A very British folly…..

The other day my daughter and I took a trip to the town of Ryde, on the Isle of Wight.

It is a very short ten minute journey by hovercraft from Southsea for foot passengers, but if you wish to take a car, there are many other ferries that cross the Solent.


The hovercraft is the quickest way to get to Ryde.

Ryde is a lovely seaside town and very popular with holidaymakers.   Even if you don’t use a car, there is lots to see.   One of the best places to see is the long sandy beach, to the east of the pier, and you will see a tower in the distance.


Appley Tower, by the beach at Ryde

Appley Tower is a Victorian mock castle tower on the esplanade overlooking the beach at Ryde. The tower is in private hands, but visitors can go to the top for excellent views across the Solent.

The tower was originally part of the Appley House estate, owned by the Hutt family and later by Sir Hedworth Williamson. The House is now gone, but the castellated tower remains, at the eastern end of the Esplanade in Ryde.


The tower was built as a garden folly about 1875. A folly is a costly ornamental building with no practical purpose, especially a tower or mock-Gothic ruin built in a large garden or park.   Appley Tower is circular in plan, with a turret and decorative oriel window, and on the wall is a plaque with the Appley coat of arms. The Tower is constructed of coursed rubble, dressed with ashlar. Over the years it has become one of the most iconic of Wight buildings, and a symbol of Ryde.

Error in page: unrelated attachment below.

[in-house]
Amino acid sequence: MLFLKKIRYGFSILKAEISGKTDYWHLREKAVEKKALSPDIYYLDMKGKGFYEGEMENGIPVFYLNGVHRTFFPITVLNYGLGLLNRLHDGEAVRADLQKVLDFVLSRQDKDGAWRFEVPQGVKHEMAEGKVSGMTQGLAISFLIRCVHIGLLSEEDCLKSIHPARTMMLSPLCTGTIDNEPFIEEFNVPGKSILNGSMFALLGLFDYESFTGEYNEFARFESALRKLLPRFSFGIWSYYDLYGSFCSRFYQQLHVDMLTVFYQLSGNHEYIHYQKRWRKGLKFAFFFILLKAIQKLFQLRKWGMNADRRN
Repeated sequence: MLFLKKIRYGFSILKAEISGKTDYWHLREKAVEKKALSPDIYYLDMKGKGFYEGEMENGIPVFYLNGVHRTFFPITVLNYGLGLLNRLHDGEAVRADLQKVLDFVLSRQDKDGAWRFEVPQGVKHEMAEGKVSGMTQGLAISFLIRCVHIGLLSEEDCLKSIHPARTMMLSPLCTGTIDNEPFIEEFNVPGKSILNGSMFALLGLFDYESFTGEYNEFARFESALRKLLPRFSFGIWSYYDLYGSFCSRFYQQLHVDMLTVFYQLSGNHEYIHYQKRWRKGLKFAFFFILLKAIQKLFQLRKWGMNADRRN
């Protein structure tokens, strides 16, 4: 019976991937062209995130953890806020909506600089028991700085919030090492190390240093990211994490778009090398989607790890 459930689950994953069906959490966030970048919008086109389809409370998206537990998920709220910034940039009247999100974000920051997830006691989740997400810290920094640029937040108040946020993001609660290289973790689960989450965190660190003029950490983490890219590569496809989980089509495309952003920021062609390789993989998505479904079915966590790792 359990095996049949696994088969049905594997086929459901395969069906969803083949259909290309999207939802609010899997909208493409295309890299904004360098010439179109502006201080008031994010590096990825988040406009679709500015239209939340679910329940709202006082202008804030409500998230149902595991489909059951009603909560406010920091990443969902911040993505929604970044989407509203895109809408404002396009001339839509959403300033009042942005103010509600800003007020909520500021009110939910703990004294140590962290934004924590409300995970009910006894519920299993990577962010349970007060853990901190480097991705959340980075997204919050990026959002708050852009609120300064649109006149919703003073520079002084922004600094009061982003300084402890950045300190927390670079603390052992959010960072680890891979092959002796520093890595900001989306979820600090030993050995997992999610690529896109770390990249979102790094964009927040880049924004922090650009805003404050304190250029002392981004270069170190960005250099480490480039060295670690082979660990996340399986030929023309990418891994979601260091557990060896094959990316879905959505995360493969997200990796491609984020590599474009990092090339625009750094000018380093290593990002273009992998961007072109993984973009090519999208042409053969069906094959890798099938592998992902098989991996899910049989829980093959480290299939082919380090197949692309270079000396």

Appley beach huts.

Appley Park is just behind the beach, and it has lots of paths to explore, a children’s playground, and a tree climbing activity.  There is a row of green painted beach huts, overlooking the sandy beach.


Ryde beach, with Southsea in the distance.

The Solent is the strait of water that separates the Isle of Wight from the mainland of England. It is about 20 miles in length and varies in width between two and a half and five miles, although the shingle Hurst Spit which projects one and a half miles into the Solent narrows the sea crossing between Hurst Castle and Colwell Bay to just over a mile.

The Solent is a major shipping route for passenger, freight and military vessels. It is an important recreational area for water sports, particularly yachting, hosting the Cowes Week sailing event annually.

Next time, I’ll take you on a visit to Cowes!



15 thoughts on “A very British folly…..

  1. The best holidays I ever had with mum and dad (and my aunt and uncle) were at Totland Bay, near Yarmouth on the Isle of Wight. It is a truly wonderful island and I saw a lot of it, but never went to Ryde. We would take the train to Lymington and do the crossing to yarmouth. I remember so well Osbourne House, summer residence of Queen Victoria built in Italian Style. Went to the Cowes regatta and made many walks on Tennyson Downes. At the time I visited in the late fifties/early sixties, there were still some remants of the War Deparment there. A complete stretch of beach wired off, and the left ruins of Fort Warden, which was then a holiday camp where we stayed. Yes, happy days.

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